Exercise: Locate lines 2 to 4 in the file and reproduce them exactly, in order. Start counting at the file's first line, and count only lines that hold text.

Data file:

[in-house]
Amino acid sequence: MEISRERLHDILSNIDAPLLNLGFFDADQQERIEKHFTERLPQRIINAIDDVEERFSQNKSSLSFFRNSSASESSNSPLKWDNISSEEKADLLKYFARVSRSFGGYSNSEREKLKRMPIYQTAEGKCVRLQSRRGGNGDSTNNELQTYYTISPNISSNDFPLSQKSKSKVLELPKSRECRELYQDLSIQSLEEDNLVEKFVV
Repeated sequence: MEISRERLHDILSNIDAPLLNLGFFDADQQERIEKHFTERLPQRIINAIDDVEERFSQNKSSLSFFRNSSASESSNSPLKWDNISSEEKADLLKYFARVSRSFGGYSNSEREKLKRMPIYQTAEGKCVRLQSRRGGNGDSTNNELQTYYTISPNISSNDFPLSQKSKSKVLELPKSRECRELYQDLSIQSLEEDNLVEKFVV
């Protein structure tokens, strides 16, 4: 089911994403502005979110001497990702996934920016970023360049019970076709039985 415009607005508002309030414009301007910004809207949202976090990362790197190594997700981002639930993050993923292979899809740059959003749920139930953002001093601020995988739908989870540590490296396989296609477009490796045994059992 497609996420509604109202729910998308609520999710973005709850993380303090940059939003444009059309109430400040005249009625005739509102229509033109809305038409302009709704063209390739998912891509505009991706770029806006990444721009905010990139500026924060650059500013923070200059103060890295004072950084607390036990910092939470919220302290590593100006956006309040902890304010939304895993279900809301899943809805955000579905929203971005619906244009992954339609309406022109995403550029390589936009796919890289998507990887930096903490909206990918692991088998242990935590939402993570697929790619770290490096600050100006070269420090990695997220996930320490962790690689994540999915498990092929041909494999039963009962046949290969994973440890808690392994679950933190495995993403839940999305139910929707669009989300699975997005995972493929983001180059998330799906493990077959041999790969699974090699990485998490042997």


Amino acid sequence: MEISRERLHDILSNIDAPLLNLGFFDADQQERIEKHFTERLPQRIINAIDDVEERFSQNKSSLSFFRNSSASESSNSPLKWDNISSEEKADLLKYFARVSRSFGGYSNSEREKLKRMPIYQTAEGKCVRLQSRRGGNGDSTNNELQTYYTISPNISSNDFPLSQKSKSKVLELPKSRECRELYQDLSIQSLEEDNLVEKFVV
Repeated sequence: MEISRERLHDILSNIDAPLLNLGFFDADQQERIEKHFTERLPQRIINAIDDVEERFSQNKSSLSFFRNSSASESSNSPLKWDNISSEEKADLLKYFARVSRSFGGYSNSEREKLKRMPIYQTAEGKCVRLQSRRGGNGDSTNNELQTYYTISPNISSNDFPLSQKSKSKVLELPKSRECRELYQDLSIQSLEEDNLVEKFVV
């Protein structure tokens, strides 16, 4: 089911994403502005979110001497990702996934920016970023360049019970076709039985 415009607005508002309030414009301007910004809207949202976090990362790197190594997700981002639930993050993923292979899809740059959003749920139930953002001093601020995988739908989870540590490296396989296609477009490796045994059992 497609996420509604109202729910998308609520999710973005709850993380303090940059939003444009059309109430400040005249009625005739509102229509033109809305038409302009709704063209390739998912891509505009991706770029806006990444721009905010990139500026924060650059500013923070200059103060890295004072950084607390036990910092939470919220302290590593100006956006309040902890304010939304895993279900809301899943809805955000579905929203971005619906244009992954339609309406022109995403550029390589936009796919890289998507990887930096903490909206990918692991088998242990935590939402993570697929790619770290490096600050100006070269420090990695997220996930320490962790690689994540999915498990092929041909494999039963009962046949290969994973440890808690392994679950933190495995993403839940999305139910929707669009989300699975997005995972493929983001180059998330799906493990077959041999790969699974090699990485998490042997």